The publication of a Government White Paper always seems to trigger a flurry of response not entirely dissimilar to watching firemen pelt for the truck when the alarm claxon sounds.
In Further Education, this has proven to be the case as the various sector stakeholders have given their approbation or approval to the proposals from the Government outlined in the FE White Paper entitled “Raising Skills, Improving Life Chances”. The National Institute of Adult Continuing Education (NIACE) have examined the White Paper and have given their initial findings of what it misses and what it addresses.
Learner Accounts and Train to Gain
The organisation has welcomed the report as a sign that the Government recognise what FE has to contribute economically and socially. The system of adult learner accounts has been praised, as NIACE feel that this will give more control to the learner in the learning process. This is a vital component in what many have called a “learner focussed” White Paper.
“Train to Gain” was also held up as an example of progress, and NIACE have urged the Government to “ensure that public funds do not displace employers” investment” in this scheme offering more training to those already in work. The fear persists that certain employees will remain unconvinced, and NIACE urge the Government to pay particular attention to those individuals. The recognition accorded to the place of public support for personal development and civic participation is also lauded, although NIACE are concerned at the prospect that this could migrate entirely into the voluntary sector.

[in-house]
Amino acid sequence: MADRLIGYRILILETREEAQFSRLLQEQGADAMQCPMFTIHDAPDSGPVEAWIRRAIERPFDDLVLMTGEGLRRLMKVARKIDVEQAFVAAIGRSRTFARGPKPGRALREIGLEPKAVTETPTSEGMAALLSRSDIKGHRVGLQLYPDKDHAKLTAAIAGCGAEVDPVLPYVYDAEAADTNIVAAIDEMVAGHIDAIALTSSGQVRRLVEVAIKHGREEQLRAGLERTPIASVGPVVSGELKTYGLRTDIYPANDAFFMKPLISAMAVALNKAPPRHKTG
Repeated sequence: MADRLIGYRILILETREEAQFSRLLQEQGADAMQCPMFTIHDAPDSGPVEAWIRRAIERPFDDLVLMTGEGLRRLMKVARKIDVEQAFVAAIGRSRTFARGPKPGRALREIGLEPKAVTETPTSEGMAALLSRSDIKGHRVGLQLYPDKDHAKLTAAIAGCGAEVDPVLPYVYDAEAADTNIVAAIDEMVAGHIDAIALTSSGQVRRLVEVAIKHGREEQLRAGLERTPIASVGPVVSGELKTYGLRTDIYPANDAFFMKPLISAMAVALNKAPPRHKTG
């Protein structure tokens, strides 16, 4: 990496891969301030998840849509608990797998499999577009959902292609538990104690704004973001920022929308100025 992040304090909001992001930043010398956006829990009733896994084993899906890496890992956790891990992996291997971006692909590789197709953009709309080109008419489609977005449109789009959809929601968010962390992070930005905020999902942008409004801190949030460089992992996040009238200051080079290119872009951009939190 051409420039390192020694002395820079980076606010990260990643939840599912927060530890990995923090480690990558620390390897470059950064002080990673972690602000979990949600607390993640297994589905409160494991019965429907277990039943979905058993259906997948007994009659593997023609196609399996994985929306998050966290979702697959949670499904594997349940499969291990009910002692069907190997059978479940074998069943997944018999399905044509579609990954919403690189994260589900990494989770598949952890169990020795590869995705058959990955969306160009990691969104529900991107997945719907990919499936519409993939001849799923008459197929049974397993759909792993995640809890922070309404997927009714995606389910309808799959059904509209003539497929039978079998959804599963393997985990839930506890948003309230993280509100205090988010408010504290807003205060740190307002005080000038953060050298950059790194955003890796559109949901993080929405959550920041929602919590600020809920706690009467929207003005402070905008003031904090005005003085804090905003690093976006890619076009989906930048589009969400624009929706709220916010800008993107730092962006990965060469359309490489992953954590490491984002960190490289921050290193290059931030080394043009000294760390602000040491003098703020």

Level 3 Another Good Idea
The proposed entitlement to free education up to 25 and up to Level 3 is lauded, although NIACE do continue to advise the Government to remove the age “glass ceiling”. The support offered to women, outlined in the Chancellor Gordon Brown’s speech to the Commons when he called the gender pay gap “unacceptable”, is also taken as a further instance that the White Paper demonstrates many good intentions on the part of the Government.
Concern remains, however, at the paucity of attention for adult learning in general. In an aging society, it surprised NIACE that the aging population and numbers of young people were dealt with in a single paragraph. They are also concerned that the White Paper seems to represent an overemphasis on so ““ called “gold plating” qualifications and training for 14 ““ 25 year olds. As NIACE put it in their response, “The scale of the challenge does not seem to be recognised”¦.the DfES is in danger of fiddling while Rome burns.”
With this concern over the perceived neglect for older learners, NIACE will be encouraging their members to respond to the Government by the 19th of June, the deadline for responses to this White Paper. NIACE are encouraging them to ask the question: “If courses for adults are funded from the public purse, from learners” own pockets and from employers in different mixtures depending on subject, level and place, are we investing enough? Is the balance right? And are the priorities right?”
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